Firefighters try to save hose in tug-of-war with firenado in Canada (Video) | 2018-09-20 | daily-sun.com

Firefighters try to save hose in tug-of-war with firenado in Canada (Video)

Sun Online Desk     20th September, 2018 11:01:21 printer

Firefighters try to save hose in tug-of-war with firenado in Canada (Video)

Firefighters trying to put out a record number of wildfires in westernmost Canada recently found themselves in an unexpected tug-o-war with a fire devil for control of their hose.

 

In a terrifying moment, the vortex made up of smoke and ash sucked the hose into an orange-red cloud along a dirt road near Vanderhoof, British Columbia, and melted the nozzle.

 

A member of the crew battling the blaze, M.C. Schidlowsky posted a video of the skirmish on Instagram, showing three fellow firefighters struggling to hold on to one end as the other disappears into the darkened sky.

 

One of them rushes out of their fire truck and gets pulled toward the funnel cloud but loses his grip on the hose, and turns back.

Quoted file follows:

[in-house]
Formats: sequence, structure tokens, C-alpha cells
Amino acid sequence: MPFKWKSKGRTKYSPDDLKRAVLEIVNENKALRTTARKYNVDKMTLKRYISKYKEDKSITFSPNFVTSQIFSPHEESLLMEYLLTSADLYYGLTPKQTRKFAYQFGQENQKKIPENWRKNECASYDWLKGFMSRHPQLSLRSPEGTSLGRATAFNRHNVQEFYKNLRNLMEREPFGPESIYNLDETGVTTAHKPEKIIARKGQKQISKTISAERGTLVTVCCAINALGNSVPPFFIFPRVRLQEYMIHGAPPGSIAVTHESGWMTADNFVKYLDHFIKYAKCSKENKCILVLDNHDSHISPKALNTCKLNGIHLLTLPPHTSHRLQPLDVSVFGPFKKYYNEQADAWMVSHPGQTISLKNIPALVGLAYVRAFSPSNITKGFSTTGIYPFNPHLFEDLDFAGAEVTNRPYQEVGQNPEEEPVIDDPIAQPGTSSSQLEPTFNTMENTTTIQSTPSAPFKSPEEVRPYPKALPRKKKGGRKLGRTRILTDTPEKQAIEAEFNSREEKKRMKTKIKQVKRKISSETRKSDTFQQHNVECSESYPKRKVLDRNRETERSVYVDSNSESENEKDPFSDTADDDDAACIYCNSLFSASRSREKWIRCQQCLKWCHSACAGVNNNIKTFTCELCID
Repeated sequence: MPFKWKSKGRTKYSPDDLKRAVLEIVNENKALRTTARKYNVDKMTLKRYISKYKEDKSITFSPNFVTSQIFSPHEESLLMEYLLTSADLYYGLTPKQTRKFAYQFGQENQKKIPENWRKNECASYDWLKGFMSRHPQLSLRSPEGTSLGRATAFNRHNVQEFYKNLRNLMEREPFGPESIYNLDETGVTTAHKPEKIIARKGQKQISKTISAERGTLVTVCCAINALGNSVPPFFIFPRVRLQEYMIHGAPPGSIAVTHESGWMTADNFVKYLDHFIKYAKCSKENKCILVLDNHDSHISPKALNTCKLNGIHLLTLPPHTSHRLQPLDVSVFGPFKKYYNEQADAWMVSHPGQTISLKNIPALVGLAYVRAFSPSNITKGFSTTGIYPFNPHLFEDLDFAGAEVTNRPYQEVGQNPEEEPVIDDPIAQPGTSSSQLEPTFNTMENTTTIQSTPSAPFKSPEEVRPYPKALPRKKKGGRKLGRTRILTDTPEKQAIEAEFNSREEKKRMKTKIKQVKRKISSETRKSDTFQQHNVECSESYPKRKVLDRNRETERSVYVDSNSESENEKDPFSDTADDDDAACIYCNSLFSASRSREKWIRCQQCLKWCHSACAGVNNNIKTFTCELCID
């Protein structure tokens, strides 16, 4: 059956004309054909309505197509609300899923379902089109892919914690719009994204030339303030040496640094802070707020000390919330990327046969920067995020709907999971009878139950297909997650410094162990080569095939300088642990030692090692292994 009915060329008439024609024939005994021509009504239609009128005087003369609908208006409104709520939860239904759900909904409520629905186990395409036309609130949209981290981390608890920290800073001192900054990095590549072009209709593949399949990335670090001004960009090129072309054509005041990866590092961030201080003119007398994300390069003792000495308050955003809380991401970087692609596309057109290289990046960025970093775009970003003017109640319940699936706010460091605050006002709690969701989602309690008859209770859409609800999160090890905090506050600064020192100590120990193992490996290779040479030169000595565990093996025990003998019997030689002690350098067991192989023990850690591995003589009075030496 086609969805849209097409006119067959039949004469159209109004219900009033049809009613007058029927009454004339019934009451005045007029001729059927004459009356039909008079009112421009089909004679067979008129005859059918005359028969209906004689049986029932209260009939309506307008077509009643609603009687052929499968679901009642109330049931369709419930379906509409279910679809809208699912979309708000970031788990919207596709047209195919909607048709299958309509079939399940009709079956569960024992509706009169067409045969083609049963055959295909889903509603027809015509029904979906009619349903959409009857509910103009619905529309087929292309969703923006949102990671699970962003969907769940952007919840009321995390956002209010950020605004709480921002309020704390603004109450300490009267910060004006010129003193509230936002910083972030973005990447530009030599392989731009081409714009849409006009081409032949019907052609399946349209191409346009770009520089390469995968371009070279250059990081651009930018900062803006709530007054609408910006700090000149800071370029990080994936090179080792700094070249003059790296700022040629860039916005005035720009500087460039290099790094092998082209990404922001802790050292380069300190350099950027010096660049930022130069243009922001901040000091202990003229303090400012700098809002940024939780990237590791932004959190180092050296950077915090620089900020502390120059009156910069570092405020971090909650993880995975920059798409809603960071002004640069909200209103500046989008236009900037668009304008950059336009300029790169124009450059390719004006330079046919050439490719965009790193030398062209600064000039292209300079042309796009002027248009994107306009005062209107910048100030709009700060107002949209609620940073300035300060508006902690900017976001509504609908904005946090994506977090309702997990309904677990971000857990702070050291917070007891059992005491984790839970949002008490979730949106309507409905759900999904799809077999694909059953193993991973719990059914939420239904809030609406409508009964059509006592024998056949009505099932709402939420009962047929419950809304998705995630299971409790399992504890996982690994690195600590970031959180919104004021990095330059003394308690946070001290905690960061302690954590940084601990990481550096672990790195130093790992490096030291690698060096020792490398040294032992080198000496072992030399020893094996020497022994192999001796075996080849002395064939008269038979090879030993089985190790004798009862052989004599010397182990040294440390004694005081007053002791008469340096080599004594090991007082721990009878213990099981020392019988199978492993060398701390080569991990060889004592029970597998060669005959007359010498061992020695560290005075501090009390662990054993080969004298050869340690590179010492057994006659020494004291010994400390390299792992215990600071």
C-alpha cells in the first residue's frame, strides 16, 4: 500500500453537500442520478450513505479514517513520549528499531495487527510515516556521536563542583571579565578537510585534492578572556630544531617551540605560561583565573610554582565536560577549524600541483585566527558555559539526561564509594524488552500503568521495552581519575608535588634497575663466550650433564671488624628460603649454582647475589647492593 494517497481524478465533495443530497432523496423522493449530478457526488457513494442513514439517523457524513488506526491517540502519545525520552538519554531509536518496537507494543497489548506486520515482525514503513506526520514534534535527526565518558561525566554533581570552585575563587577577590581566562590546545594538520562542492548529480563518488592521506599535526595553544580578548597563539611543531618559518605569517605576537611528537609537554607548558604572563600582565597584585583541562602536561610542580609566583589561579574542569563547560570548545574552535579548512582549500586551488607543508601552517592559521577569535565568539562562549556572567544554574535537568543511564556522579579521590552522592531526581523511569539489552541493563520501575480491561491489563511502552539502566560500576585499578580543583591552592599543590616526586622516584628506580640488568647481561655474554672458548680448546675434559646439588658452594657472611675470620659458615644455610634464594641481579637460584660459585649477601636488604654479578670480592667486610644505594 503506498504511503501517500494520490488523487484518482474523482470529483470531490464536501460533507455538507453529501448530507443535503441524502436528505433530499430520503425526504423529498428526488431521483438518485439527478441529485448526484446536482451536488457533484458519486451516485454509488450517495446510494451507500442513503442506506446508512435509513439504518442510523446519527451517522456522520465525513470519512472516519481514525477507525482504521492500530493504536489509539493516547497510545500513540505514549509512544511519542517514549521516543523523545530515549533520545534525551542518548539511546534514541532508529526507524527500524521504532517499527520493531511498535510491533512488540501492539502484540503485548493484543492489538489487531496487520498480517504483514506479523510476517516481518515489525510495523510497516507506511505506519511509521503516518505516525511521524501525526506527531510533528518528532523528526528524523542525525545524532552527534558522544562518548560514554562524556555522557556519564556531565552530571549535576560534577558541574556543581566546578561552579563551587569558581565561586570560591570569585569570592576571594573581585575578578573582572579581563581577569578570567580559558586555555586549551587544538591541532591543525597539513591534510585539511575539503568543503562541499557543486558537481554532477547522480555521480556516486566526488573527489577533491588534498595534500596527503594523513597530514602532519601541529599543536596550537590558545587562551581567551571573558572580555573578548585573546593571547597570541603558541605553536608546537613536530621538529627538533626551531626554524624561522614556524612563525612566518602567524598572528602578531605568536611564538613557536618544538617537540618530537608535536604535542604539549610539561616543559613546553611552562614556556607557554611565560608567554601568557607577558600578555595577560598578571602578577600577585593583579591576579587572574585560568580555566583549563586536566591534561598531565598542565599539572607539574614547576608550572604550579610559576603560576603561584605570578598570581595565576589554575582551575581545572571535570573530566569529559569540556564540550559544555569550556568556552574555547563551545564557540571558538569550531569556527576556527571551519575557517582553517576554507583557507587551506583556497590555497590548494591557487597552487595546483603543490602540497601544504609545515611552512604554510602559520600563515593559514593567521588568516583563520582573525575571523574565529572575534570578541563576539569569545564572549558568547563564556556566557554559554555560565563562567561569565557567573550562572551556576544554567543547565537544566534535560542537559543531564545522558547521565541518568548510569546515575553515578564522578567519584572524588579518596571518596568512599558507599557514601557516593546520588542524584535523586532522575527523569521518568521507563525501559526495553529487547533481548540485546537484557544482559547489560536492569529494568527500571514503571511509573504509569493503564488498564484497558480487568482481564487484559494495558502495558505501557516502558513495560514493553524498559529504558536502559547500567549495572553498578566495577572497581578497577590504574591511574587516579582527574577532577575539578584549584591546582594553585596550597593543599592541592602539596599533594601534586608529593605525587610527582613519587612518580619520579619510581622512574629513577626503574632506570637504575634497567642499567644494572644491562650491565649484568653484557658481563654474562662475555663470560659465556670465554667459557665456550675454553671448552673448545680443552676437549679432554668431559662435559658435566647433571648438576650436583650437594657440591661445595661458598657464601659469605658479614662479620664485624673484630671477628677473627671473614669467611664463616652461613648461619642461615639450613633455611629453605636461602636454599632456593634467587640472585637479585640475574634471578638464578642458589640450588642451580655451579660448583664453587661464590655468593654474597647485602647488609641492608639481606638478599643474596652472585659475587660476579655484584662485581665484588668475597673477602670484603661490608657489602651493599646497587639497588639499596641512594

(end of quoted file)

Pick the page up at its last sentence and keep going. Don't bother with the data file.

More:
"Fire tornado destroyed our lines," Schidlowsky said in a caption.

"It threw burning logs across our guard for 45 minutes and pulled our hose 100 plus ft (30 meters). in the air before melting it. That's definitely a first."

 

Eventually the firenado grew to over 200 feet tall, she added, but the smoke was too thick to see it clearly in the video.

 

A record 1.3 million hectares of forests in British Columbia were blacked by 2,066 wildfires in recent months, fueled by hot and dry weather.

 

Currently, 333 wildfires are still burning, according to the B.C. Wildfire Service, including 10 that have been burning since June.

 

Last month, the regional government declared a province-wide state of emergency as Canada's military and crews from Australia, Mexico and New Zealand joined firefighters in trying to douse the blazes. It has since been lifted.

 

Meanwhile, cities from Vancouver on the Pacific coast to Winnipeg in the Prairies region about 2,300 kilometers (1,400 miles) to the east were blanketed over the summer with smoke from the fires, triggering air quality warnings.

 

Source: AFP


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